Shelter Via Box


Ki Joon Lee

Freshman Ibtesaam Rashid donates to the cause.

Aaron Sha, Staff Writer

The social studies department introduced its own ShelterBox donation page in September in order to raise money for victims of this year’s hurricane season.

From mid-August until early October, the United States, particularly Texas, Florida and Puerto Rico, was bombarded by a series of incredibly destructive hurricanes, leaving thousands mourning for their destroyed property or the 194 U.S. confirmed fatalities, according to CNN.

“ShelterBox is a charity that provides temporary shelters, supplies and food to disaster areas around the world,” social studies department chair Jon Resendez said. “ShelterBox came to mind because they just continuously do this. And now, there’s all the devastation in Puerto Rico with Hurricane Maria, and [Shelterbox is] there, providing shelter, providing food, providing people with something who have absolutely nothing.”

ShelterBox collects monetary donations to purchase necessary and suitable items for designated groups of people, in this case U.S. citizens who are in need of shelter due to Hurricanes Harvey, Irma, Jose and Maria.

Social studies teacher Virginia Nguyen was the first to introduce the idea of the donation page.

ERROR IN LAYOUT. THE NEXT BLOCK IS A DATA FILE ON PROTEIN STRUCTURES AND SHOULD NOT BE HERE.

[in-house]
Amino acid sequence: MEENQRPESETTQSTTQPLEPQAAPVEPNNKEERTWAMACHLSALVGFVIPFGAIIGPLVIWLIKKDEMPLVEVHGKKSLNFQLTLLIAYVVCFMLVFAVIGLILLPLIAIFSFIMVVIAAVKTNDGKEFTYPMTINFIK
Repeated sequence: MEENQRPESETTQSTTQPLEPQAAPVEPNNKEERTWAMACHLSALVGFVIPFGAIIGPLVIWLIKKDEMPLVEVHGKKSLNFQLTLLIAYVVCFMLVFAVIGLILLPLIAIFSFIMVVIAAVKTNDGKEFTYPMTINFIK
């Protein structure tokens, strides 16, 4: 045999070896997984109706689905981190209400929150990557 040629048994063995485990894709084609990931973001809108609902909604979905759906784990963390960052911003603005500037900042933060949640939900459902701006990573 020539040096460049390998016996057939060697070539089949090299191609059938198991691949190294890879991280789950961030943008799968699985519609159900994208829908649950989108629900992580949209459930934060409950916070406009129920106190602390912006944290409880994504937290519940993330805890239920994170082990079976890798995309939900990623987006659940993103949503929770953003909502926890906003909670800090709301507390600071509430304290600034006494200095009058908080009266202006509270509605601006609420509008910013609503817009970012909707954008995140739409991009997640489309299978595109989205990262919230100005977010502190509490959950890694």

“In my own teaching, I’ve always tried to bring current events into the classroom,” Nguyen said. “With the hurricanes that kept happening… we can feel really helpless seeing these kinds of things happening, and I wanted to empower my students in getting out of the feeling of helplessness to the feeling of action. ShelterBox was an opportunity to show action and to show empathy.”

Donating to ShelterBox is completely voluntary, although student participation is greatly encouraged. Currently, a total of $1,212 has been raised by the social studies donation page, about a quarter of the ongoing $5,000 goal.

“I hope that they [students] become more socially engaged in issues concerning the environment,” social studies teacher Natasha Schottland said. “The hurricanes aren’t a direct link to climate change, but it still is a link to climate change. I wouldn’t be surprised if we were to see more hurricanes, earthquakes, fires, all of that. It’s easy for us to forget because we live in Irvine. I want students to see that they can be the change.”

So far, the donations has come to a halt, but the damage caused by the hurricanes are far from repaired. If students are interested in donating, look for a link to the ShelterBox page in Google Classroom or a donation box in social studies teachers’ physical classrooms.